The facial skin tones also had to be accurate, though most of the actors had darker skin than Radcliffe. “We changed the skin shader we usually use to get something that looked good close to camera,” Aithadi explains. “Then it was a lot of trial and error to find out which shades worked best.”
Once they had created a good blend, they deformed the faces. “Fleur [Clémence Poésy] was hardest,” Aithadi says. “She’s too perfect. We didn’t have much to grab onto.”

After the transformation was complete, to create the illusion of seven different personalities “inside” Harry Potter’s face, Burke had each actor play out each role as if they were Harry Potter. Then, Radcliffe copied those performances. “He did a fantastic job of picking up all their characteristics,” Burke says. “We shot him on a greenscreen set with motion control, and composited all the personalities together.”

With the transformation complete, and the split screens composited, MPC mounted the six fake Harry Potters on brooms and Thestrals, and slipped Harry into the side car of Hagrid’s (Robbie Coltrane’s) magical motorbike.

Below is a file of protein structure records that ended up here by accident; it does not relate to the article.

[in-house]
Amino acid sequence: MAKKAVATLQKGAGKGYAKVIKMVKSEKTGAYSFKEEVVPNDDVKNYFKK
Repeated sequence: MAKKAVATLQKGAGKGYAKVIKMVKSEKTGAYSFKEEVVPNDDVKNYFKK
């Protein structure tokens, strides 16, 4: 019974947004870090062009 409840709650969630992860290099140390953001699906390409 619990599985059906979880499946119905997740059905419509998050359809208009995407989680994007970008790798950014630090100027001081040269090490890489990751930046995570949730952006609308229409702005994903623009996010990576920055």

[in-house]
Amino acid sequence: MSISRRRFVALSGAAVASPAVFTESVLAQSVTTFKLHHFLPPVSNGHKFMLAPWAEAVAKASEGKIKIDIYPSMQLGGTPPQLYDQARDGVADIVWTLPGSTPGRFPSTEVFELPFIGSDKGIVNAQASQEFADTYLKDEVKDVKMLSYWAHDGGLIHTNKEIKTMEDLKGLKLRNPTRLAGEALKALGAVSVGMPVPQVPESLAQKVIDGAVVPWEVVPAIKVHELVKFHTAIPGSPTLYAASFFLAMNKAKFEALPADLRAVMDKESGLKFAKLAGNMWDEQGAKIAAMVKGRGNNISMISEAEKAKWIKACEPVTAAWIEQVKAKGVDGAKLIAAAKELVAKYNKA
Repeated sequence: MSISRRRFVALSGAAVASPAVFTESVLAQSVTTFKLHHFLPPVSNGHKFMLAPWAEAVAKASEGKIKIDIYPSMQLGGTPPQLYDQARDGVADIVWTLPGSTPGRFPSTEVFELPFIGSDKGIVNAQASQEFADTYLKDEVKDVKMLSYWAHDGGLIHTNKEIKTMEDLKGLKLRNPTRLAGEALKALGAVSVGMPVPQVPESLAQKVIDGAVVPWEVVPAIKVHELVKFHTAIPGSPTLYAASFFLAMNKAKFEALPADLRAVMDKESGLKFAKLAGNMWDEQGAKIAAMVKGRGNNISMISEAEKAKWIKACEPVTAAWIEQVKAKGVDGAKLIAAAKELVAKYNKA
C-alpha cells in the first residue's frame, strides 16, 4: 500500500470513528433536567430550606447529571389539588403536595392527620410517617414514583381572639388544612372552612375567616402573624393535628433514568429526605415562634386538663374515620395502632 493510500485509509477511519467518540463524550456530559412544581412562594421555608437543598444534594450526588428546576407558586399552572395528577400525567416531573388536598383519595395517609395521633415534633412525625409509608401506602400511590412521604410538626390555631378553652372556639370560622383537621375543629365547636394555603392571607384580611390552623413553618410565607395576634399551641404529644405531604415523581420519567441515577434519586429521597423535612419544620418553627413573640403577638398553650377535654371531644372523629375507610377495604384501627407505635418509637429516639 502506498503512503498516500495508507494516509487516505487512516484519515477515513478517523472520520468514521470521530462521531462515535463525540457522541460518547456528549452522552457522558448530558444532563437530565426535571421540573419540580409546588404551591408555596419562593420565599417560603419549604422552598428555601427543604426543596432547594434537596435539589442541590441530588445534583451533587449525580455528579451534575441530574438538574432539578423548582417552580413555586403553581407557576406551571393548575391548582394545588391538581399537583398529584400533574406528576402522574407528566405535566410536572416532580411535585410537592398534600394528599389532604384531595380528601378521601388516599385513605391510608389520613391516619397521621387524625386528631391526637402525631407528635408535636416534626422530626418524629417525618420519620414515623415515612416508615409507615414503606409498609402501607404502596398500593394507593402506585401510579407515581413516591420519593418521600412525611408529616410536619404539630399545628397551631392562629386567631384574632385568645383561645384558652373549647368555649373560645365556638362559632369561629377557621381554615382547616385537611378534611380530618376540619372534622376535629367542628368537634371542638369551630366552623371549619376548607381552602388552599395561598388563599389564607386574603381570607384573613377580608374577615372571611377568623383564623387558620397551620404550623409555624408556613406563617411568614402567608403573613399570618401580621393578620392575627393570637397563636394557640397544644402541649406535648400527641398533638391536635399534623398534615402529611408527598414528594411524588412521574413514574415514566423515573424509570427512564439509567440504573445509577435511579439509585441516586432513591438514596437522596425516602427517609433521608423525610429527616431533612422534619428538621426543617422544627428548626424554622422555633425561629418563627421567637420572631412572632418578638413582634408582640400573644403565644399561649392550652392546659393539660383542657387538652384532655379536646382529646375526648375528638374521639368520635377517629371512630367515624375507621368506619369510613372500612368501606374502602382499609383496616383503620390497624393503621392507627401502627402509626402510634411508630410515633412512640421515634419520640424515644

ILM, which had previously created the skeletal horse-like Thestrals, provided MPC with the original models and textures, which MPC modified to accommodate two riders rather than one. On set, the actors rode real horses that MPC later replaced with the CG animals.

As they take off, the point of view is Harry’s, and he sees chaos. “We have maybe 100 Death Eaters and a dozen good guys,” Aithadi says. “Everyone is fighting. And the sequence happens within a big aerial environment.”

To create the environment, the team analyzed all the shots and divided them into backgrounds, mid-ground, and foregrounds. For extreme backgrounds, they produced matte paintings. For the mid-ground, they flew digital doubles through clouds created with Autodesk’s Maya fluids rendered in Mental Images’ Mental Ray, and through volumetric clouds rendered in Pixar’s RenderMan.

“Render­Man gave us better detail for flying through clouds,” Aithadi says. “The details define the distance. From a distance, a cloud is fluffy, but when you fly through, it’s wispy, so we had to find ways to do that transition. When Harry flies away from Privet Drive, the environment is calm, serene. But, when he goes through a cloud, it’s hell. It’s a World War II extreme dogfight.”